KINGSTON, RI- When a big event such as the NCAA Basketball Tounemanet comes to town, conventional thinking is that the NCAA has total control over all parts of the operation. But when it comes to managing the local, regional, and national media contingent covering the event, the NCAA is relatively hands off. That responsibility falls upon the educational institution hosting the tournament.
The University of Rhode Island (URI) and its sports information department were given the task to organize the media needs of those attending the NCAA Women’s Division I Basketball Regional in Kingston, RI. In only his third month on the job, URI Coordinator of Sports Communications Shane Donaldson was tapped to be the point man for all media needs.
“This event was so big…so keeping it organized was a challenge for me.” said Donaldson.
Even though requests for media credentials for the women’s tournament do not normally rival those of the men’s championship, a regional featuring four teams attracts more media attention than a typical URI men’s or women’s game. Donaldson said more than 160 credentials were issued for the two-day tournament, 96 of which were to reporters and photographers.
“For a typical men’s game total media is around 30-40 on a given night, so you’re talking more than double than what we typically have.” said Donaldson.
Special attention is given to ESPN, which has exculsive television rights to telecast the women’s tournament. Donaldson said the NCAA sets the number of credentials issued for the television production team, while other ESPN personnel, like those writing for ESPN.com or espnW.com, are credentialed along with other journalists. A total of 75 passes were issued to ESPN personnel.
URI’s Ryan Center, which hosted the tournament, was shut down a full two weeks leading up to the opening tip-off. The specially constructed floor needed to be installed and the customized backboard assemblies did not arrive on site until late last week.
Even though URI had control over most media needs, the NCAA required special accomodations for tournament services and staff. Parts of the lower level of the Ryan Center were transformed to handle operations not typically required during the URI basketball season.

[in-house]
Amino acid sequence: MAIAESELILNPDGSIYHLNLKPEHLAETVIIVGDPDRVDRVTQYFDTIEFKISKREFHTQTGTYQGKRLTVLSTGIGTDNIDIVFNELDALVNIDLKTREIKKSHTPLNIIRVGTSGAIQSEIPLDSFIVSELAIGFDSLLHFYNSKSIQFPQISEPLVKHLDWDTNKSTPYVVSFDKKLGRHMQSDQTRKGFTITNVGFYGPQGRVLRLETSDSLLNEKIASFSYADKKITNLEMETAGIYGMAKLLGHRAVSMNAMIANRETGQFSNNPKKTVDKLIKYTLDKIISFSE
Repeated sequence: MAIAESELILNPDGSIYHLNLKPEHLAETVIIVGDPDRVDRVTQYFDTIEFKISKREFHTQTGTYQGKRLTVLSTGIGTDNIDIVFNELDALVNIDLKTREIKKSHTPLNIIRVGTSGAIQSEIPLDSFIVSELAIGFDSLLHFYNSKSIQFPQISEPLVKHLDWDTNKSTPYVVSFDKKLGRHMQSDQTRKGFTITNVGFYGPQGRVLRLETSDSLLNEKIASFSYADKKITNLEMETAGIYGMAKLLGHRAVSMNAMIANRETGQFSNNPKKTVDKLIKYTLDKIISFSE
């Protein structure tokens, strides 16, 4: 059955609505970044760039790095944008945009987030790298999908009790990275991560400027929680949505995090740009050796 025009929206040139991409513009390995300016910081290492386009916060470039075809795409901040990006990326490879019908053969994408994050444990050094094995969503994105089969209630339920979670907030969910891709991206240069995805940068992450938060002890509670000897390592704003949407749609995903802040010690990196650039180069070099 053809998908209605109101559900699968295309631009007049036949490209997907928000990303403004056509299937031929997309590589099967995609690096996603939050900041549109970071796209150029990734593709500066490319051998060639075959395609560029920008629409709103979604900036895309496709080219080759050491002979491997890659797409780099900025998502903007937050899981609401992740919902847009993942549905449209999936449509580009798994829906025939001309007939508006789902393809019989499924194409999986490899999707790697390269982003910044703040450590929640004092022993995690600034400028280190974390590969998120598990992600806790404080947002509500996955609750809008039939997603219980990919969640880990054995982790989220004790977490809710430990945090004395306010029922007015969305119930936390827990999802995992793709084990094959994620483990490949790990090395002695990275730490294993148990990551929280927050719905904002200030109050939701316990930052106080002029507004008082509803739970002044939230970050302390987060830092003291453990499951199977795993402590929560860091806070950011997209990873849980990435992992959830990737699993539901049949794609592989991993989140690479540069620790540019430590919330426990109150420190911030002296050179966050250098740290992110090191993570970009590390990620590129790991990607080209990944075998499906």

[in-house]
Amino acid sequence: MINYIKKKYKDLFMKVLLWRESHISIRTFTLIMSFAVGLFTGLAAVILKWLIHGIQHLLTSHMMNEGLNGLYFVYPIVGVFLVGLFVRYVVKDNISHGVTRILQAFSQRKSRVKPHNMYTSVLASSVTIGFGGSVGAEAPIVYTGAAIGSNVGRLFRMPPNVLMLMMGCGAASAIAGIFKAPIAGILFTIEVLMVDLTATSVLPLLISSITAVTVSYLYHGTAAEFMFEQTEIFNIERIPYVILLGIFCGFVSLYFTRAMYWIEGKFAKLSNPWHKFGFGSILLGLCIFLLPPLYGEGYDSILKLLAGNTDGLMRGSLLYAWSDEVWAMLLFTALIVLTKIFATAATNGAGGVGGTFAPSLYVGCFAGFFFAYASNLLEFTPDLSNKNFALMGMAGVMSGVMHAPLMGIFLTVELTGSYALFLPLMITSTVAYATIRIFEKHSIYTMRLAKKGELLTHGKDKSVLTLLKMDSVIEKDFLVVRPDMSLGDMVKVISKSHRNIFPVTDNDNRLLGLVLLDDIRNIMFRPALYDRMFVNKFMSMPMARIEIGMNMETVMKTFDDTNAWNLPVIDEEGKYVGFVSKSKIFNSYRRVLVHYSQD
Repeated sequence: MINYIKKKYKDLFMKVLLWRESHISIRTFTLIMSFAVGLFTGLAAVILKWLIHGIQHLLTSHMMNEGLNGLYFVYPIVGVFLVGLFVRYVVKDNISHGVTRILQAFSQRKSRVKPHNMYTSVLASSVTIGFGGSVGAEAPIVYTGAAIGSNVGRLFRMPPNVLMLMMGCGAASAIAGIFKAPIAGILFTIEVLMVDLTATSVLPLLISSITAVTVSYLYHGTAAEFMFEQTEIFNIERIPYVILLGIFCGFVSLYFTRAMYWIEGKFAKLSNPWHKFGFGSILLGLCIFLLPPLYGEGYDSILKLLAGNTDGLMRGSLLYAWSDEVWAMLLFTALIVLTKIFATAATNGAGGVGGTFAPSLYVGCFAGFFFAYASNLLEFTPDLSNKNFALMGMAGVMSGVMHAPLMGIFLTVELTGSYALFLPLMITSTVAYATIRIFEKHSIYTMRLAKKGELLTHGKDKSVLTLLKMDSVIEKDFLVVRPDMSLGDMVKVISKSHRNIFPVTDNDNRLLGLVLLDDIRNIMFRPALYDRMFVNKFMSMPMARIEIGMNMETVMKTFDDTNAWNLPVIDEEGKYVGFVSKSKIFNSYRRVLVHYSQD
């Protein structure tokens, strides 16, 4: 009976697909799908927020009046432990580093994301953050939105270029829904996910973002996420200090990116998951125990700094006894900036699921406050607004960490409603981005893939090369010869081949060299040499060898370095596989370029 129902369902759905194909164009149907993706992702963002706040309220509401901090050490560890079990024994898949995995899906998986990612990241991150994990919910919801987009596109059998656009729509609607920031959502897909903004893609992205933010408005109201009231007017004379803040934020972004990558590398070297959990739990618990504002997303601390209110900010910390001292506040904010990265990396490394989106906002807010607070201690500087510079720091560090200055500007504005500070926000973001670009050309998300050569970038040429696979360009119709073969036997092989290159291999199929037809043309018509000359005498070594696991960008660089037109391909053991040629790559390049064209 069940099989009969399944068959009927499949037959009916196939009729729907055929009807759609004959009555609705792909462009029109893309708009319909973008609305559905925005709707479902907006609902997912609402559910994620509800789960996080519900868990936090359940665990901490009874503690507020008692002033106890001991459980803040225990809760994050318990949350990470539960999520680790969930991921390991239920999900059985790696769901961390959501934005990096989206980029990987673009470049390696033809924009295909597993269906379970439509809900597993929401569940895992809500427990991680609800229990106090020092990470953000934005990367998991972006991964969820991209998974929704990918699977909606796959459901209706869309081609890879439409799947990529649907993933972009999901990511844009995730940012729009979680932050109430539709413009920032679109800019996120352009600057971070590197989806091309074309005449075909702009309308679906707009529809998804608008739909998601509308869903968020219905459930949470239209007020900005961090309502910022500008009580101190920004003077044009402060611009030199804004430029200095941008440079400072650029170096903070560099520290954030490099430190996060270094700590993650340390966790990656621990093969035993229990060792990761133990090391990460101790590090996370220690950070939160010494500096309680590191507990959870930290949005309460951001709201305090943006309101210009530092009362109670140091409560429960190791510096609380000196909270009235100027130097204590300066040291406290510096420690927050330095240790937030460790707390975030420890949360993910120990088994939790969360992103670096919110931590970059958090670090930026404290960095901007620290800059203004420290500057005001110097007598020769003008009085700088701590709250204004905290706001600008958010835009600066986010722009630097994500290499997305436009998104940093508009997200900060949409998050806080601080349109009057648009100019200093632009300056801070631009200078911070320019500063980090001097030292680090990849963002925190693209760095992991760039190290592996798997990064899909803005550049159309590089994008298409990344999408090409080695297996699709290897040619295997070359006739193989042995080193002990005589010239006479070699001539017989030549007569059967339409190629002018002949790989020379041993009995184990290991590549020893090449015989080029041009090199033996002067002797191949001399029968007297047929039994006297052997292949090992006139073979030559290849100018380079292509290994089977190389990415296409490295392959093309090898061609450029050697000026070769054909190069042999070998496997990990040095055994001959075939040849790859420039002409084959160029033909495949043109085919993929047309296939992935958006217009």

A section under the north stands of the Ryan Center, which is typically used as a storage garage, was converted as the media work room. That room had approximately 75 seats for journalists and photographers. The normal media work room was taken over by ESPN for its interview needs, while the regular season URI interview area served staff coordinating NCAA’s statistics and media relations . The URI football locker room, which is also located in the Ryan Center, was transformed as the general interview room.
On the court URI had a total of three media locations totaling 105 seats. Most of the seats were dedicated to media, with just over 20 set aside for representatives of the schools and the leagues they represent. ESPN occupied a total of 10 seats on press row. Photographers were issued spots under the two baskets.
Meeting the technology needs of the press was another challenge for Donaldson and URI. The school installed an extra 60 wireless internet modems just for the tournament. Each reporter was given a spefic username and password to ensure that no more that two or three users would be occupying each modem. Internet speed for me anywhere in the Ryan Center was never a problem. Ample electrical outlets were also made available for all media members.